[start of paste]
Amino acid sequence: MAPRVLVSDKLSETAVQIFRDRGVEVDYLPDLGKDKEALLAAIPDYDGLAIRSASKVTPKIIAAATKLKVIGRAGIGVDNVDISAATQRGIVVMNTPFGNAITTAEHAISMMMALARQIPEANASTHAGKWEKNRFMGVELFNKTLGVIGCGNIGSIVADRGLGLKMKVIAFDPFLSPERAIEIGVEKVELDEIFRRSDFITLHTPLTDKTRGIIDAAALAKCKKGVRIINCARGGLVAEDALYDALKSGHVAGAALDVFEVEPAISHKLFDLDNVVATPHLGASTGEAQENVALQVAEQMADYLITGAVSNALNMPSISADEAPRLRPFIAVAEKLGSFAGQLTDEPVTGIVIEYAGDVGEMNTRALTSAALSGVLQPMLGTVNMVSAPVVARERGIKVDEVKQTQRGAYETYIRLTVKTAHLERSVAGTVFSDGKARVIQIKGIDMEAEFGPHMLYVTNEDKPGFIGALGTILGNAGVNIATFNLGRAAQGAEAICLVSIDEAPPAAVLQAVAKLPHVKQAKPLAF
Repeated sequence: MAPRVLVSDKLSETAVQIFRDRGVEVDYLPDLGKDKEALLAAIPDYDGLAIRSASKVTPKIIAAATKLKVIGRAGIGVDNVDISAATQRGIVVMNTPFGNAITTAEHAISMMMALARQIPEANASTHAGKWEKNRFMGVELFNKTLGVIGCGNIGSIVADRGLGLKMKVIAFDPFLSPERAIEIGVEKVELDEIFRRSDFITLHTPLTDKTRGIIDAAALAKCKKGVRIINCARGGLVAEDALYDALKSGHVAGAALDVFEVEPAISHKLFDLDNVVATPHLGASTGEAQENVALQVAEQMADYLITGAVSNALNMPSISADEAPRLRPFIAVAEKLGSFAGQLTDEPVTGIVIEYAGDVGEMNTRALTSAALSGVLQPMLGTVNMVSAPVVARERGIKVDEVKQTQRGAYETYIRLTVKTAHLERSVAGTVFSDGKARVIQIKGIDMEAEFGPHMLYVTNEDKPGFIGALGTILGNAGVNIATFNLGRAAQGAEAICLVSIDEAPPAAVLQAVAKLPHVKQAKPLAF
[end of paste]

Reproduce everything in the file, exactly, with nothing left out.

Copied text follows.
Amino acid sequence: MAPRVLVSDKLSETAVQIFRDRGVEVDYLPDLGKDKEALLAAIPDYDGLAIRSASKVTPKIIAAATKLKVIGRAGIGVDNVDISAATQRGIVVMNTPFGNAITTAEHAISMMMALARQIPEANASTHAGKWEKNRFMGVELFNKTLGVIGCGNIGSIVADRGLGLKMKVIAFDPFLSPERAIEIGVEKVELDEIFRRSDFITLHTPLTDKTRGIIDAAALAKCKKGVRIINCARGGLVAEDALYDALKSGHVAGAALDVFEVEPAISHKLFDLDNVVATPHLGASTGEAQENVALQVAEQMADYLITGAVSNALNMPSISADEAPRLRPFIAVAEKLGSFAGQLTDEPVTGIVIEYAGDVGEMNTRALTSAALSGVLQPMLGTVNMVSAPVVARERGIKVDEVKQTQRGAYETYIRLTVKTAHLERSVAGTVFSDGKARVIQIKGIDMEAEFGPHMLYVTNEDKPGFIGALGTILGNAGVNIATFNLGRAAQGAEAICLVSIDEAPPAAVLQAVAKLPHVKQAKPLAF
Repeated sequence: MAPRVLVSDKLSETAVQIFRDRGVEVDYLPDLGKDKEALLAAIPDYDGLAIRSASKVTPKIIAAATKLKVIGRAGIGVDNVDISAATQRGIVVMNTPFGNAITTAEHAISMMMALARQIPEANASTHAGKWEKNRFMGVELFNKTLGVIGCGNIGSIVADRGLGLKMKVIAFDPFLSPERAIEIGVEKVELDEIFRRSDFITLHTPLTDKTRGIIDAAALAKCKKGVRIINCARGGLVAEDALYDALKSGHVAGAALDVFEVEPAISHKLFDLDNVVATPHLGASTGEAQENVALQVAEQMADYLITGAVSNALNMPSISADEAPRLRPFIAVAEKLGSFAGQLTDEPVTGIVIEYAGDVGEMNTRALTSAALSGVLQPMLGTVNMVSAPVVARERGIKVDEVKQTQRGAYETYIRLTVKTAHLERSVAGTVFSDGKARVIQIKGIDMEAEFGPHMLYVTNEDKPGFIGALGTILGNAGVNIATFNLGRAAQGAEAICLVSIDEAPPAAVLQAVAKLPHVKQAKPLAF